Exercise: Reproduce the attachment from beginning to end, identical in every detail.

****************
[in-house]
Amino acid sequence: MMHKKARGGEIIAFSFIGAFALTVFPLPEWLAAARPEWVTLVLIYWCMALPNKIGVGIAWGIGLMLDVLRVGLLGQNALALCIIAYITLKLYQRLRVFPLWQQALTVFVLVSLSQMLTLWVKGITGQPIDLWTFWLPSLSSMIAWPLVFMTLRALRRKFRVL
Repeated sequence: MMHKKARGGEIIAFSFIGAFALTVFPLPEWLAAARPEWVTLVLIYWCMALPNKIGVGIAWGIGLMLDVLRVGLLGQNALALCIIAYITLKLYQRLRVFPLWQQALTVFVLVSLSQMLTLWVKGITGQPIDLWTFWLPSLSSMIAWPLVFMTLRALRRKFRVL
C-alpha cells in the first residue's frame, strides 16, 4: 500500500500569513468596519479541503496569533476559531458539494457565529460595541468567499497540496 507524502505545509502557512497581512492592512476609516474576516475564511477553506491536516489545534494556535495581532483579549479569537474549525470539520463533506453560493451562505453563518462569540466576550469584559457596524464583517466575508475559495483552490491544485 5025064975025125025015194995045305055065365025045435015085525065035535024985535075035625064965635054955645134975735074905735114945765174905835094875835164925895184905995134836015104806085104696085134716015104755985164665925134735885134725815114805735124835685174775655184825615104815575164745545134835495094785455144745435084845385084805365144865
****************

[in-house]
Amino acid sequence: MMHKKARGGEIIAFSFIGAFALTVFPLPEWLAAARPEWVTLVLIYWCMALPNKIGVGIAWGIGLMLDVLRVGLLGQNALALCIIAYITLKLYQRLRVFPLWQQALTVFVLVSLSQMLTLWVKGITGQPIDLWTFWLPSLSSMIAWPLVFMTLRALRRKFRVL
Repeated sequence: MMHKKARGGEIIAFSFIGAFALTVFPLPEWLAAARPEWVTLVLIYWCMALPNKIGVGIAWGIGLMLDVLRVGLLGQNALALCIIAYITLKLYQRLRVFPLWQQALTVFVLVSLSQMLTLWVKGITGQPIDLWTFWLPSLSSMIAWPLVFMTLRALRRKFRVL
C-alpha cells in the first residue's frame, strides 16, 4: 500500500500569513468596519479541503496569533476559531458539494457565529460595541468567499497540496 507524502505545509502557512497581512492592512476609516474576516475564511477553506491536516489545534494556535495581532483579549479569537474549525470539520463533506453560493451562505453563518462569540466576550469584559457596524464583517466575508475559495483552490491544485 5025064975025125025015194995045305055065365025045435015085525065035535024985535075035625064965635054955645134975735074905735114945765174905835094875835164925895184905995134836015104806085104696085134716015104755985164665925134735885134725815114805735124835685174775655184825615104815575164745545134835495094785455144745435084845385084805365144865